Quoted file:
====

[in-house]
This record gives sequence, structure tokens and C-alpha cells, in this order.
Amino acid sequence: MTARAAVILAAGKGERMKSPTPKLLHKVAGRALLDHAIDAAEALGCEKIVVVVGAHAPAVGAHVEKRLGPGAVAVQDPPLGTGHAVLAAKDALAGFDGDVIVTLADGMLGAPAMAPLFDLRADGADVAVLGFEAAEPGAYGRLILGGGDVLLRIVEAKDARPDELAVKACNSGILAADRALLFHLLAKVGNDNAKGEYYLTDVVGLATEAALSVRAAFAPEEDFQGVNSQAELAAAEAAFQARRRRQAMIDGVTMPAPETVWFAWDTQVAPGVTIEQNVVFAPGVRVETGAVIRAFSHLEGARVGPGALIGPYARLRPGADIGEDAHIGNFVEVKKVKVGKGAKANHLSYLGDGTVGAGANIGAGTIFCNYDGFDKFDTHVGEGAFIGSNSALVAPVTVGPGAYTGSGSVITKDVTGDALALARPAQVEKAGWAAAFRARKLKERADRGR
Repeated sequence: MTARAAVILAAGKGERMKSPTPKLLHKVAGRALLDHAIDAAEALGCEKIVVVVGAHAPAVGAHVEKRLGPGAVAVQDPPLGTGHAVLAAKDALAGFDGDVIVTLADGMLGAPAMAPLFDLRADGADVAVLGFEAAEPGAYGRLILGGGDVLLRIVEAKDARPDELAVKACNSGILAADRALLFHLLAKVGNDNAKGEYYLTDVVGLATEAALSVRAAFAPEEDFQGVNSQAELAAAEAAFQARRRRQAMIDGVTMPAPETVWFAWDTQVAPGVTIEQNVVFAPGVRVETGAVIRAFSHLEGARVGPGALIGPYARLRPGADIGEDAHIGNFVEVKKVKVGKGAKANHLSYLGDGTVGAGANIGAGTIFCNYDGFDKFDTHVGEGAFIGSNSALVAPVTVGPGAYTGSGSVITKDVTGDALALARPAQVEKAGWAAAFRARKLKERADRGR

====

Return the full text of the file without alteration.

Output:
[in-house]
This record gives sequence, structure tokens and C-alpha cells, in this order.
Amino acid sequence: MTARAAVILAAGKGERMKSPTPKLLHKVAGRALLDHAIDAAEALGCEKIVVVVGAHAPAVGAHVEKRLGPGAVAVQDPPLGTGHAVLAAKDALAGFDGDVIVTLADGMLGAPAMAPLFDLRADGADVAVLGFEAAEPGAYGRLILGGGDVLLRIVEAKDARPDELAVKACNSGILAADRALLFHLLAKVGNDNAKGEYYLTDVVGLATEAALSVRAAFAPEEDFQGVNSQAELAAAEAAFQARRRRQAMIDGVTMPAPETVWFAWDTQVAPGVTIEQNVVFAPGVRVETGAVIRAFSHLEGARVGPGALIGPYARLRPGADIGEDAHIGNFVEVKKVKVGKGAKANHLSYLGDGTVGAGANIGAGTIFCNYDGFDKFDTHVGEGAFIGSNSALVAPVTVGPGAYTGSGSVITKDVTGDALALARPAQVEKAGWAAAFRARKLKERADRGR
Repeated sequence: MTARAAVILAAGKGERMKSPTPKLLHKVAGRALLDHAIDAAEALGCEKIVVVVGAHAPAVGAHVEKRLGPGAVAVQDPPLGTGHAVLAAKDALAGFDGDVIVTLADGMLGAPAMAPLFDLRADGADVAVLGFEAAEPGAYGRLILGGGDVLLRIVEAKDARPDELAVKACNSGILAADRALLFHLLAKVGNDNAKGEYYLTDVVGLATEAALSVRAAFAPEEDFQGVNSQAELAAAEAAFQARRRRQAMIDGVTMPAPETVWFAWDTQVAPGVTIEQNVVFAPGVRVETGAVIRAFSHLEGARVGPGALIGPYARLRPGADIGEDAHIGNFVEVKKVKVGKGAKANHLSYLGDGTVGAGANIGAGTIFCNYDGFDKFDTHVGEGAFIGSNSALVAPVTVGPGAYTGSGSVITKDVTGDALALARPAQVEKAGWAAAFRARKLKERADRGR